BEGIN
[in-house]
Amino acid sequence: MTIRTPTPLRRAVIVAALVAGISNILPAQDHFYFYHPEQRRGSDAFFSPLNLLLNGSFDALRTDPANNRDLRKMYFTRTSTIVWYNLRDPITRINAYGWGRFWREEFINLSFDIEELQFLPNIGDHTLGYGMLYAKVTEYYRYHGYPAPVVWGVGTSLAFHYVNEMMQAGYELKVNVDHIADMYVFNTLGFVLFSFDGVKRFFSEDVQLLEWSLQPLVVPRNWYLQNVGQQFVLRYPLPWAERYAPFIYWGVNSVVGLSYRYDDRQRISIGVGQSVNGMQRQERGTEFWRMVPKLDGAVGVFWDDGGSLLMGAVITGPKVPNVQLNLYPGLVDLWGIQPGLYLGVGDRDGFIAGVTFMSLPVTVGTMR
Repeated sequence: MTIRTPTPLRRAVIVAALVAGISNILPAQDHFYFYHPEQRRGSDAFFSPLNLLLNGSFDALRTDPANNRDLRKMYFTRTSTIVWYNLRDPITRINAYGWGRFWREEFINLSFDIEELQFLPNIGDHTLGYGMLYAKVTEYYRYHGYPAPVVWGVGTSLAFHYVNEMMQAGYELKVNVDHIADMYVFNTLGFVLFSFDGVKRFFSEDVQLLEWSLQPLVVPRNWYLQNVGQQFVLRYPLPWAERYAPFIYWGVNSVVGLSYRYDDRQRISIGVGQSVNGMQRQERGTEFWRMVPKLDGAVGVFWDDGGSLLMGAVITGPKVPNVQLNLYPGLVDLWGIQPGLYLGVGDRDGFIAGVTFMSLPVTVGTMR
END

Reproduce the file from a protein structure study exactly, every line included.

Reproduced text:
[in-house]
Amino acid sequence: MTIRTPTPLRRAVIVAALVAGISNILPAQDHFYFYHPEQRRGSDAFFSPLNLLLNGSFDALRTDPANNRDLRKMYFTRTSTIVWYNLRDPITRINAYGWGRFWREEFINLSFDIEELQFLPNIGDHTLGYGMLYAKVTEYYRYHGYPAPVVWGVGTSLAFHYVNEMMQAGYELKVNVDHIADMYVFNTLGFVLFSFDGVKRFFSEDVQLLEWSLQPLVVPRNWYLQNVGQQFVLRYPLPWAERYAPFIYWGVNSVVGLSYRYDDRQRISIGVGQSVNGMQRQERGTEFWRMVPKLDGAVGVFWDDGGSLLMGAVITGPKVPNVQLNLYPGLVDLWGIQPGLYLGVGDRDGFIAGVTFMSLPVTVGTMR
Repeated sequence: MTIRTPTPLRRAVIVAALVAGISNILPAQDHFYFYHPEQRRGSDAFFSPLNLLLNGSFDALRTDPANNRDLRKMYFTRTSTIVWYNLRDPITRINAYGWGRFWREEFINLSFDIEELQFLPNIGDHTLGYGMLYAKVTEYYRYHGYPAPVVWGVGTSLAFHYVNEMMQAGYELKVNVDHIADMYVFNTLGFVLFSFDGVKRFFSEDVQLLEWSLQPLVVPRNWYLQNVGQQFVLRYPLPWAERYAPFIYWGVNSVVGLSYRYDDRQRISIGVGQSVNGMQRQERGTEFWRMVPKLDGAVGVFWDDGGSLLMGAVITGPKVPNVQLNLYPGLVDLWGIQPGLYLGVGDRDGFIAGVTFMSLPVTVGTMR